ISTANBUL — An American scholar jailed in Iran for espionage is “linguistically gifted” and had “unbounded intellectual curiosity” in the pursuit of his doctorate at Princeton University, his adviser said Monday, adding to a still-emerging portrait of the graduate student whose 10-year sentence was announced by Iranian authorities the previous day.
Xiyue Wang, 37, was detained last August while researching the Qajar dynasty for his dissertation, Princeton University said Sunday. His arrest, however, was not made public until this past weekend, when the verdict was announced.
Wang, who is married and has a son, was accused of using his status as a researcher to send Iranian documents to the U.S. government and Western universities, according to a report from the official news agency of Iran’s judiciary. His trial was apparently conducted in secret. The verdict can still be appealed, a spokesman for the judiciary said.
“He is innocent of all the charges. In Tehran, Wang collected documents that were 100 years old,” said Stephen Kotkin, Wang’s adviser.
He went on to say that Wang was interested in predominantly Muslim areas across Eurasia, particularly during the late 19th and early 20th centuries. The Qajar dynasty ruled the late Persian Empire from 1785 to 1925.
“He’s deeply interested in that region,” Kotkin said, adding that Wang, who was born in Beijing, speaks Chinese, Persian, Russian and Pashto. He arrived at Princeton in the fall of 2013 to begin his doctoral studies in history, according to Daniel Day, a spokesman for the university.
Wang, whose travel was financed by Princeton and other academic fellowships, is the latest foreign national to be arrested by Iranian security services and convicted in closed-door proceedings, often on vague charges and without access to a lawyer, human rights groups say.
Iran’s judiciary, which answers to the country’s supreme leader, is a stronghold of Iranian conservatives opposed to the country’s rapprochement with the West. Under the current system, prosecutors regularly lack evidence and punishments are harsh, including against political dissidents and those accused of national security offenses.
A number of foreigners, including U.S. citizens and dual nationals, are still believed to be in Iranian jails, and they have been used as bargaining chips in domestic power struggles and negotiations with world powers.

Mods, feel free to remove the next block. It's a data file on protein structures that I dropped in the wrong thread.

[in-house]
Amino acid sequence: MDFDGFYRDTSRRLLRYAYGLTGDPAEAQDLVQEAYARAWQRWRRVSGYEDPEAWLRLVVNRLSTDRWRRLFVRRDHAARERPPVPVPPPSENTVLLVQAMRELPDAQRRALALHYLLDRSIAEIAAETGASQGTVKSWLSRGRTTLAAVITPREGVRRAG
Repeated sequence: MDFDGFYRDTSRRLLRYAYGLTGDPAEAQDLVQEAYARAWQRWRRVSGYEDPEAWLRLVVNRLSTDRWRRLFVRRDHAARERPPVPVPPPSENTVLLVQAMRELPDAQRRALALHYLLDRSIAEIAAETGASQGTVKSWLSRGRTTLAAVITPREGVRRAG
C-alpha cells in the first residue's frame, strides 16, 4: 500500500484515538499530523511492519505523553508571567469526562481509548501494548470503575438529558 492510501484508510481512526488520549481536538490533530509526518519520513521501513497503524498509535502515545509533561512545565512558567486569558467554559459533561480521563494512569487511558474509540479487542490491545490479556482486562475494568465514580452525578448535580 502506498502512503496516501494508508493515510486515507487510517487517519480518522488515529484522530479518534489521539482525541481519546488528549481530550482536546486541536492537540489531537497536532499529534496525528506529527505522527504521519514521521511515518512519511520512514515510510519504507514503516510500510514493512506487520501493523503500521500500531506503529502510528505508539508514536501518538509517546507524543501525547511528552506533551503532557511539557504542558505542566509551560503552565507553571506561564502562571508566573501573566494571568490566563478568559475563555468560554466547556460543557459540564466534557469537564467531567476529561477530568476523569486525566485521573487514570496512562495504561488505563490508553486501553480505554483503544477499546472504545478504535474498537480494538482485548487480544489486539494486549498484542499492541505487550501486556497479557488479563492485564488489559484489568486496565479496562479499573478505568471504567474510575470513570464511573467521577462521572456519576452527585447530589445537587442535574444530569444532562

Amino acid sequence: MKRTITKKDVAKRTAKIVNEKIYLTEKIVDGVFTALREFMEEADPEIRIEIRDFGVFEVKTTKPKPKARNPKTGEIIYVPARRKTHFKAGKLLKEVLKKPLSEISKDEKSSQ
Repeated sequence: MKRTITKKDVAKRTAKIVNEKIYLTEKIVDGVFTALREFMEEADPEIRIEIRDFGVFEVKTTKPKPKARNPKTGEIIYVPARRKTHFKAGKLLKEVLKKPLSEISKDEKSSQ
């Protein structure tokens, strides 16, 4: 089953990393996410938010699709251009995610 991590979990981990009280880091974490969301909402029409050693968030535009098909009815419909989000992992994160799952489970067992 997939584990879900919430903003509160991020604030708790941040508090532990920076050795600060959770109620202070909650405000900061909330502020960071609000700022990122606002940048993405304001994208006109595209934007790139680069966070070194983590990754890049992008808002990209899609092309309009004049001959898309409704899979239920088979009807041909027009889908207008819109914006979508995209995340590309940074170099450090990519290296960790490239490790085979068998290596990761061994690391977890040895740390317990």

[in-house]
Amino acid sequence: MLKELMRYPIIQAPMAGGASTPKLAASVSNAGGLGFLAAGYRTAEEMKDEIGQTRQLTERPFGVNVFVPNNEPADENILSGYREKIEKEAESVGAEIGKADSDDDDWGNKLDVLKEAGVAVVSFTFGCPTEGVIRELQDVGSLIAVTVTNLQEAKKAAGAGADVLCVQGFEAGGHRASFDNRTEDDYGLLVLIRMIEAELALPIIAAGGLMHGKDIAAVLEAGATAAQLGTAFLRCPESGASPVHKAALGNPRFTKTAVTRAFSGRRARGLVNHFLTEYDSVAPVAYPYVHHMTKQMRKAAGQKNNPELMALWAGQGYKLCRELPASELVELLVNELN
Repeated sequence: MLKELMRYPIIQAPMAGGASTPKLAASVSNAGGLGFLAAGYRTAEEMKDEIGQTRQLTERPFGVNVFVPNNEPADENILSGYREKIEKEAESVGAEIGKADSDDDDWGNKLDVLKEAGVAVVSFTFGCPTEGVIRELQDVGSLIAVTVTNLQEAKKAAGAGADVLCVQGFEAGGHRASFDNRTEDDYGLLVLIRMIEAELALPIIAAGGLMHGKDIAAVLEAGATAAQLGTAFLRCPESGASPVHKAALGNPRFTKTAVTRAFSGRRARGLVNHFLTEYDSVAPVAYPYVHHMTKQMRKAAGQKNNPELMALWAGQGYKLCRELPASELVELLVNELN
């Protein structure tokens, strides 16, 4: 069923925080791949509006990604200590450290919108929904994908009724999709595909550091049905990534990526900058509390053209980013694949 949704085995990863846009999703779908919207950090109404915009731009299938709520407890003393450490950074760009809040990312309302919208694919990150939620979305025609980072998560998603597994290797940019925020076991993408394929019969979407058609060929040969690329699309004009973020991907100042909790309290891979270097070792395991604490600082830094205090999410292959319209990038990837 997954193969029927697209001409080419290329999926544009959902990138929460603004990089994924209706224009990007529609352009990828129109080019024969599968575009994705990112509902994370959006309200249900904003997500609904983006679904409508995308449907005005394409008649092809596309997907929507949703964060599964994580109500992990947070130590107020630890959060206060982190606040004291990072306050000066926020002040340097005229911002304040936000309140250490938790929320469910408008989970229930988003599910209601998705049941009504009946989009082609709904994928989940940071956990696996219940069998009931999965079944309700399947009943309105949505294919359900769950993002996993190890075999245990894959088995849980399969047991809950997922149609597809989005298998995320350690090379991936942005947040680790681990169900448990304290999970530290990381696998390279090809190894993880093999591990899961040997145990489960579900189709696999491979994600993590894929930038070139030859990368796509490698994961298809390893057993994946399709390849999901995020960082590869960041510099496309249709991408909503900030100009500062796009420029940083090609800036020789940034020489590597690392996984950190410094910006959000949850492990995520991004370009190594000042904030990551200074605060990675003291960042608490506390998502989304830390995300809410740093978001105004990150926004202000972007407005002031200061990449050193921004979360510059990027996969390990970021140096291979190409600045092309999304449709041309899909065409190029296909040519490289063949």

In Iran, “once an issue is politicized at this level, then it’s not going to be just the legal system that is the ultimate arbiter of what happens to the case,” said Alex Vatanka, senior research fellow at the Middle East Institute in Washington.
Analysts have pointed to what they say is an ongoing rivalry between Iran’s conservative judiciary and the moderate president, Hassan Rouhani, who was reelected by a landslide in May on promises of social and political reform. The arrest and conviction of an American embarrasses Rouhani, who has courted Western countries to invest in Iran.
“Wang’s arrest sends a message to Iranian dual nationals abroad and to Iranian civil society at home that hard-liners are in full control of the ship of the state, and they can arrest anyone they wish, regardless of their dual nationality or affiliation with a U.S. Ivy League school,” said Nader Hashemi, director of the Center for Middle East Studies at the University of Denver.
It “also undermines Rouhani’s plan for global integration and warmer relations with the West,” he said.
Iran’s judiciary accused Wang of attempting to create a digital catalogue of documents from the national archives and other libraries. Wang, it alleged, managed to digitize some 4,500 documents, according to the Mizan news agency, which is linked to the judiciary. Those documents would serve as resources for “English and American centers of subversion,” including the State Department, Harvard and Princeton universities, and the British Institute for Persian Studies, the report said.
Mizan also published a quote from Wang that was featured in the British Institute’s 2015-2016 annual report, in which he praised the institution for facilitating his access to academic centers in Iran.
“Wang admits his mission,” the Mizan report said, adding that the quote had been used as evidence in the case against him.
But Kotkin said that Wang had planned to travel to Russia to continue his research as part of a fellowship he had won.
“So he undertook the normal practice of any PhD student,” Kotkin said. “To photocopy or scan documents he didn’t have time to read in country. Then he’d get to it later.”
According to Suzanne Maloney, a senior fellow and expert on Iran at the Brookings Institution, the arrest of foreign and dual nationals “is kind of a consistent tactic that Iran has used.”
“This is just a system that views individual foreigners who come to the country, particularly people with some language capabilities, as inherently suspect,” she said. “When it comes to the security services, they view these kind of engagements with an incredible degree of paranoia.”
Carol Morello, Susan Svrluga and Mary Hui in Washington contributed to this report.